Africa’s oil producers hold energy independent after Covid-19

Lowering oil prices, exacerbated by the coronavirus pandemic, has left Africa’s oil and gas producers staring at the bottom of the barrel. Renewable energy can offer them a way out.

- Advertisement -

Months before Covid-19 triggered a historic oil price crash, there were signs that the market was already in ill health.

In December 2019, Nigeria’s Minister for the Environment warned that fossil fuels were numbered amid concerns about climate change, which had given investors some idea.

Then, in March, Saudi Arabia and Russia received oil prices at about $ 20 a barrel in March, forcing Africa’s largest oil producer Nigeria, and others, to selling at a loss.

When Covid-19 erupted, it hampered global demand for transport, preventing people and goods from traveling. This gave another blow to African economies that are heavily dependent on oil.

“Africa has definitely been impacted,” said Elizabeth Rogo, East Africa chair of the Africa Energy Chamber, a special network that follows the African energy industry.

“We have seen significant cuts in state budgets, as well as public funding and increased job losses,” she told RFI.


The loss of oil revenues has strained governments’ resources and complicated their fight against Covid-19.

“If you look at the big African producers like Nigeria, you see a huge loss and contracts are being put on hold across the continent,” explains Rogo, whose company released a report calls for measures to protect producers from Covid-19 and the oil price war.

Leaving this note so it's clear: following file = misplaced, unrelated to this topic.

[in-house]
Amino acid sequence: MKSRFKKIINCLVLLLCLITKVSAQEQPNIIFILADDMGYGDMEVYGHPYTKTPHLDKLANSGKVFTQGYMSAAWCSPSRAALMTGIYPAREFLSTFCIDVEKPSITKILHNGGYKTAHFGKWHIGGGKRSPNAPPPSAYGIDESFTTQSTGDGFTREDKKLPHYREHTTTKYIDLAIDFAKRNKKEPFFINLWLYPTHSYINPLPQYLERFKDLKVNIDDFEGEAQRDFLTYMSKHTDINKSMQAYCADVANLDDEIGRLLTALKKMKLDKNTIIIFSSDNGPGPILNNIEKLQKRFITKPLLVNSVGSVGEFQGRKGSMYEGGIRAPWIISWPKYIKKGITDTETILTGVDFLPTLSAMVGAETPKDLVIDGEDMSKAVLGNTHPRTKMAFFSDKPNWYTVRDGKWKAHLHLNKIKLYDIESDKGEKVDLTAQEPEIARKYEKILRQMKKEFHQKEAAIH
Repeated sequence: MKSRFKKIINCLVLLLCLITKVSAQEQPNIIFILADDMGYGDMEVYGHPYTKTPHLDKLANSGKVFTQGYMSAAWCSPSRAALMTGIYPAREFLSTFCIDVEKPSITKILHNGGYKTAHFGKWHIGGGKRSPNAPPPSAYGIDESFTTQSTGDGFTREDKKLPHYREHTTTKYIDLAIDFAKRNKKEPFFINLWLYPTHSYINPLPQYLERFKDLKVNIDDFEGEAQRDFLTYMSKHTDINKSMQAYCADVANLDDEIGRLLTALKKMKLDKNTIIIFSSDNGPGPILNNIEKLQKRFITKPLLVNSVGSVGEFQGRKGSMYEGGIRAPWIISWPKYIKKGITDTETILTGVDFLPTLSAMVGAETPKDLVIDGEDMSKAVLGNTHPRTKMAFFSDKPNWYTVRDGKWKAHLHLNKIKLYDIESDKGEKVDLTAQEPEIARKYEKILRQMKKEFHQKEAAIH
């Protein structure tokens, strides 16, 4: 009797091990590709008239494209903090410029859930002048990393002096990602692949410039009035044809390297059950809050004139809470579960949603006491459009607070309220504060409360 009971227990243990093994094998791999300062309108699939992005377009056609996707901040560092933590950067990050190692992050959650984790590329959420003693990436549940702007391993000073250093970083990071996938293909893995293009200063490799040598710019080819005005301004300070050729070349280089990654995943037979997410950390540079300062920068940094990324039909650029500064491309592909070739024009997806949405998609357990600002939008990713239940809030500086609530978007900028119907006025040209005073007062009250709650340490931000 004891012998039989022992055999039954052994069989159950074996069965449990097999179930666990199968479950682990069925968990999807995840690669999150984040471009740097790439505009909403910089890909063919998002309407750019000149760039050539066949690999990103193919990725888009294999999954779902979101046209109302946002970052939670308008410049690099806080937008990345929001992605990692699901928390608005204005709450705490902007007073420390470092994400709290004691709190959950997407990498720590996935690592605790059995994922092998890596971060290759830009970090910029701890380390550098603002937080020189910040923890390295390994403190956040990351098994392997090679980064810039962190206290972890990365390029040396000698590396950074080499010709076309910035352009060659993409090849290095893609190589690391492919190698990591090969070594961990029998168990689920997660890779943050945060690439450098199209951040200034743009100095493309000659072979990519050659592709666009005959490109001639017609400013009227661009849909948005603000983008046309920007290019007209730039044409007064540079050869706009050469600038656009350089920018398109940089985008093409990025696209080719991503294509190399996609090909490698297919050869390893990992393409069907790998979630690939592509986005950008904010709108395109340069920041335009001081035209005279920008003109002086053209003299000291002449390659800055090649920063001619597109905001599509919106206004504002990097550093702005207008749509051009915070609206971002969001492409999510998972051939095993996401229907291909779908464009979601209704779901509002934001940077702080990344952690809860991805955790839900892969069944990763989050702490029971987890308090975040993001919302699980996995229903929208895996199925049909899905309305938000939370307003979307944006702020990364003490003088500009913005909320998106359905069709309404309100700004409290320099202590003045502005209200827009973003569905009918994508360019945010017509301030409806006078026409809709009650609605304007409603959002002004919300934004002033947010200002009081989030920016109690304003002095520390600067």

The oil spill has spurred drilling and offshore projects not only in Nigeria but in places such as Senegal, Mozambique, Ghana and Angola, the continent’s second largest oil producer.

A group of men pass a gas station in Sonangol, the national fuel community in Angola, in Luanda on November 12, 2018. Many citizens are still waiting for the economic miracle promised by the oil-rich nation. AFP – RODGER BOSCH

It was cautious optimism last Wednesday, when oil prices climbed to $ 35 a barrel on the back of loosened restrictions in several countries.

But while some market experts may be pleased, others say it is time for African governments to look beyond oil into renewable energy.

Turns on

Discovered with water, sun and wind, the African continent has “more resources than it even needs,” says Eddy Njoroge, former head of KenGen, Kenya’s largest energy company, and responsible for overseeing its renewable transition.

“If you just look at hydropower, the potential of the continent is huge,” he told RFI.

Large steam projects such as Ethiopia’s Grand Renaissance Dam can quadruple the country’s electricity generation capacity from approximately 2,200 MW to 8,700 MW when completed. While the Congo River, if ever built, could generate 40,000 MW, enough power to lighten up South Africa.

“But when it comes to the non-traditional renewable energy sources like solar energy, this is where there is much more potential,” Njoroge reckons.

The Senegalese village of Niomoune
The Senegalese village of Niomoune © © Florian Coat

African countries are turning to more and more solar cells solar cells technology to boost energy supply in a continent where about 620 million people, mostly in villages and farms, still live without electricity, according to Africa Progress Panel.

Renewable road

“We have solar radiation that is much higher than anywhere in Europe,” continues Njoroge.

“Compared to Germany, which has 1,500 kilowatts per square meter, in Africa, most places are well over 2,000,” he tells RFI.